Photo: Kaare Smith

DTU is exceptional at creating spin-outs

According to the report ‘Knowledge for Growth 2016’, for the past five years, more than every third spin-out from Danish research institutions comes from DTU.

DTU accounts for a large part of the spin-outs emerging from Danish research institutions over the past five years. Thus, 34 out of the 90 spin-outs come from DTU, states the Danish Ministry of Higher Education and Science in a press release about the annual ‘Knowledge for Growth 2016’ report.

DTU spin-outs include Shape Robotics which develops educational robots, so children and young people can learn to program, Find Zebra which develops Big Data solutions that help to spot rare diseases, MonTa Biosciences which develops cancer immunotherapy, and Aqubiq which develops a Smart IoT (Internet of Things) water consumption system.

Highest number of spin-outs
The number of spin-outs is the highest, since the Ministry started counting the number of spin-outs in 2000. In 2016 alone, 21 new spin-outs were reported from universities and regions.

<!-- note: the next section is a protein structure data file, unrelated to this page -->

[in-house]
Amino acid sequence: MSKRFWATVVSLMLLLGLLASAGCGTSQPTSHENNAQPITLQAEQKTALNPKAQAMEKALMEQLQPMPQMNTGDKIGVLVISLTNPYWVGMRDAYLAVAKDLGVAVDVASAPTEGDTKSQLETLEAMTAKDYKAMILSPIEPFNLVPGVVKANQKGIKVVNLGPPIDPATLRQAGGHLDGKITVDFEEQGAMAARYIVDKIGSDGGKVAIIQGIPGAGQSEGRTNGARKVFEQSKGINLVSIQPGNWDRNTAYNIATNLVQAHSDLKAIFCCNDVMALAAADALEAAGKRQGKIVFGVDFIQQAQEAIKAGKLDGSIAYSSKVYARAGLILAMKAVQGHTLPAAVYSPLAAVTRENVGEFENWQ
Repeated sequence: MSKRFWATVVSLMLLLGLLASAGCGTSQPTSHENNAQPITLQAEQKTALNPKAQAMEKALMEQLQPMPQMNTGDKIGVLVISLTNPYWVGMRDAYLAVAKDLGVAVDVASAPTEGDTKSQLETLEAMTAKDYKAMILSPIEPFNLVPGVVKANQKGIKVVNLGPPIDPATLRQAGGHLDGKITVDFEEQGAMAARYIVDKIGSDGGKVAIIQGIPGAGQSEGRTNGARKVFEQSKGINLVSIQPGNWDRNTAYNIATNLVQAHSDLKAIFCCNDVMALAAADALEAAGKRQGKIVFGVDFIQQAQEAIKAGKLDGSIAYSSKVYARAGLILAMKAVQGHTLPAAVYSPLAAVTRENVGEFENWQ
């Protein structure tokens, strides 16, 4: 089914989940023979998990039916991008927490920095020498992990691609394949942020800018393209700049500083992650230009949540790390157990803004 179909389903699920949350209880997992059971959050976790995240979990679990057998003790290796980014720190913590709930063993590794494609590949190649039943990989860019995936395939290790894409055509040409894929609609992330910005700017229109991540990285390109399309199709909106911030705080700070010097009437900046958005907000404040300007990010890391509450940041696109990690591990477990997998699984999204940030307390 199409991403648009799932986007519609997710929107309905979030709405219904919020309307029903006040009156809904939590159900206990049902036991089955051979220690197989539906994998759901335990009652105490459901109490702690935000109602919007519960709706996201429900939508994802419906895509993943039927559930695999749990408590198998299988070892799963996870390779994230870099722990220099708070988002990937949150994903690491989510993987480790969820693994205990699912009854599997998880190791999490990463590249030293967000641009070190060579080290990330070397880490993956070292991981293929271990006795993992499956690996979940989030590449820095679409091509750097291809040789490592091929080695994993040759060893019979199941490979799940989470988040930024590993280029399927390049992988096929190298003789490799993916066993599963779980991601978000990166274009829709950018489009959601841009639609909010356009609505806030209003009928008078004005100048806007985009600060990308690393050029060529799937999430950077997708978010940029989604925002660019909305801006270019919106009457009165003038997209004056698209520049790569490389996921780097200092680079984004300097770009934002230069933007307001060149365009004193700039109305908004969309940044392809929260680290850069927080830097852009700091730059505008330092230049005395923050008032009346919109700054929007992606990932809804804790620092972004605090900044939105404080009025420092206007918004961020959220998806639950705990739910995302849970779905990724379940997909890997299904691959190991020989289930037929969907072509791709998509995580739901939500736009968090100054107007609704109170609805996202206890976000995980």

Furthermore, spin-outs from universities often evolve into large companies more often than other entrepreneurial businesses. Figures in last year's ‘Knowledge for Growth’ showed that these spin-outs after six years had a staff of 10 full-time equivalents on average, while the same figure for the average entrepreneurial activity was 1.7 full-time equivalents.

Benefits society
“The report shows that DTU’s strategic prioritization of bringing early technology to the market via spin-outs works. All the new businesses originating from DTU are examples of how we deliver new technology for the benefit of society. This can help generate growth and jobs,” says Marianne Thellersen, Director for Innovation and Entrepreneurship.

DTU was behind the record number of start-ups in 2016, where a total of 67 new companies were created, of which 44 were established by students, while employees were behind the remaining 23. This represents an increase from 2015, where 54 companies were established—31 by students and 23 by employees.

Hip to be entrepreneur
Marianne Thellersen notes that the large number of student start-ups is due in part to the current social trend that it is ‘hip’ to be an entrepreneur. This trend is being supported at DTU through entrepreneur environments like DTU Skylab and Scion DTU science park, where students from different fields meet.

Other initiatives also target students, among other things, they can get advice from mentors, lawyers, and accountants at an entrepreneurs’ dinner. The ‘student start-up of the year’ has also been honoured for the past four years at DTU’s Commemoration Day.

Watch video on innovation at DTU Skylab.